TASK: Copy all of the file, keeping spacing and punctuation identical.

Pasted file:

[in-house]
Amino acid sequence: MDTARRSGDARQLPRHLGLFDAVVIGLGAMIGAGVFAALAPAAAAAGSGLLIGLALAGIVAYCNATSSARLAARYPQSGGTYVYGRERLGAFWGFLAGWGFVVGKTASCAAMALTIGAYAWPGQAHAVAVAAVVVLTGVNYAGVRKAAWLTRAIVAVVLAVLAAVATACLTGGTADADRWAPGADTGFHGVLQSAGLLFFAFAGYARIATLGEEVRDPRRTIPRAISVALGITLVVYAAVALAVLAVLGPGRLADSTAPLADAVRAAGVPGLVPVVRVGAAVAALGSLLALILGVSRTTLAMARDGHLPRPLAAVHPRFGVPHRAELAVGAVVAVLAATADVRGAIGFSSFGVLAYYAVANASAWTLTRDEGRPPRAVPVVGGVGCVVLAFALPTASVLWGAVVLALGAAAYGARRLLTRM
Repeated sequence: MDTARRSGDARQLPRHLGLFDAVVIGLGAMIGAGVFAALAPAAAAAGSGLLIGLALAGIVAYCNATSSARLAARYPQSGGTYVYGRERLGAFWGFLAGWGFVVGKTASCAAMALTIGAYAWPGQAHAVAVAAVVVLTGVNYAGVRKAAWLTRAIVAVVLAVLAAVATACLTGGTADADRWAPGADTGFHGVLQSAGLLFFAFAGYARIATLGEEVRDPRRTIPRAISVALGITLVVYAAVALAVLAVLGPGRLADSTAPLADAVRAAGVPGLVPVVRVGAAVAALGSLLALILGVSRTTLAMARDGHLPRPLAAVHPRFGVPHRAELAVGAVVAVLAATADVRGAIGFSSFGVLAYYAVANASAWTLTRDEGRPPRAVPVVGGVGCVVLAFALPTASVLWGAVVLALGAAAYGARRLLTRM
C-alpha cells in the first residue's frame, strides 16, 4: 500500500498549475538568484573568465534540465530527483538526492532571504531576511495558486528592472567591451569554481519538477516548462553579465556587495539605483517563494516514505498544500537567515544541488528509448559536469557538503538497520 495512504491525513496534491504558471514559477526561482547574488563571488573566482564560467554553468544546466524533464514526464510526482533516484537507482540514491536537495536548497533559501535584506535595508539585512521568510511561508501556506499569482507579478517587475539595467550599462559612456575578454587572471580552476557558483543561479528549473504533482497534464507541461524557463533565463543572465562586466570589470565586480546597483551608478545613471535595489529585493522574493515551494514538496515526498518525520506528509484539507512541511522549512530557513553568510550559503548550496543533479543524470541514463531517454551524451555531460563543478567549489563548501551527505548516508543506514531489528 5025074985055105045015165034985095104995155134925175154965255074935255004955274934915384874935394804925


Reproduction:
[in-house]
Amino acid sequence: MDTARRSGDARQLPRHLGLFDAVVIGLGAMIGAGVFAALAPAAAAAGSGLLIGLALAGIVAYCNATSSARLAARYPQSGGTYVYGRERLGAFWGFLAGWGFVVGKTASCAAMALTIGAYAWPGQAHAVAVAAVVVLTGVNYAGVRKAAWLTRAIVAVVLAVLAAVATACLTGGTADADRWAPGADTGFHGVLQSAGLLFFAFAGYARIATLGEEVRDPRRTIPRAISVALGITLVVYAAVALAVLAVLGPGRLADSTAPLADAVRAAGVPGLVPVVRVGAAVAALGSLLALILGVSRTTLAMARDGHLPRPLAAVHPRFGVPHRAELAVGAVVAVLAATADVRGAIGFSSFGVLAYYAVANASAWTLTRDEGRPPRAVPVVGGVGCVVLAFALPTASVLWGAVVLALGAAAYGARRLLTRM
Repeated sequence: MDTARRSGDARQLPRHLGLFDAVVIGLGAMIGAGVFAALAPAAAAAGSGLLIGLALAGIVAYCNATSSARLAARYPQSGGTYVYGRERLGAFWGFLAGWGFVVGKTASCAAMALTIGAYAWPGQAHAVAVAAVVVLTGVNYAGVRKAAWLTRAIVAVVLAVLAAVATACLTGGTADADRWAPGADTGFHGVLQSAGLLFFAFAGYARIATLGEEVRDPRRTIPRAISVALGITLVVYAAVALAVLAVLGPGRLADSTAPLADAVRAAGVPGLVPVVRVGAAVAALGSLLALILGVSRTTLAMARDGHLPRPLAAVHPRFGVPHRAELAVGAVVAVLAATADVRGAIGFSSFGVLAYYAVANASAWTLTRDEGRPPRAVPVVGGVGCVVLAFALPTASVLWGAVVLALGAAAYGARRLLTRM
C-alpha cells in the first residue's frame, strides 16, 4: 500500500498549475538568484573568465534540465530527483538526492532571504531576511495558486528592472567591451569554481519538477516548462553579465556587495539605483517563494516514505498544500537567515544541488528509448559536469557538503538497520 495512504491525513496534491504558471514559477526561482547574488563571488573566482564560467554553468544546466524533464514526464510526482533516484537507482540514491536537495536548497533559501535584506535595508539585512521568510511561508501556506499569482507579478517587475539595467550599462559612456575578454587572471580552476557558483543561479528549473504533482497534464507541461524557463533565463543572465562586466570589470565586480546597483551608478545613471535595489529585493522574493515551494514538496515526498518525520506528509484539507512541511522549512530557513553568510550559503548550496543533479543524470541514463531517454551524451555531460563543478567549489563548501551527505548516508543506514531489528 5025074985055105045015165034985095104995155134925175154965255074935255004955274934915384874935394804925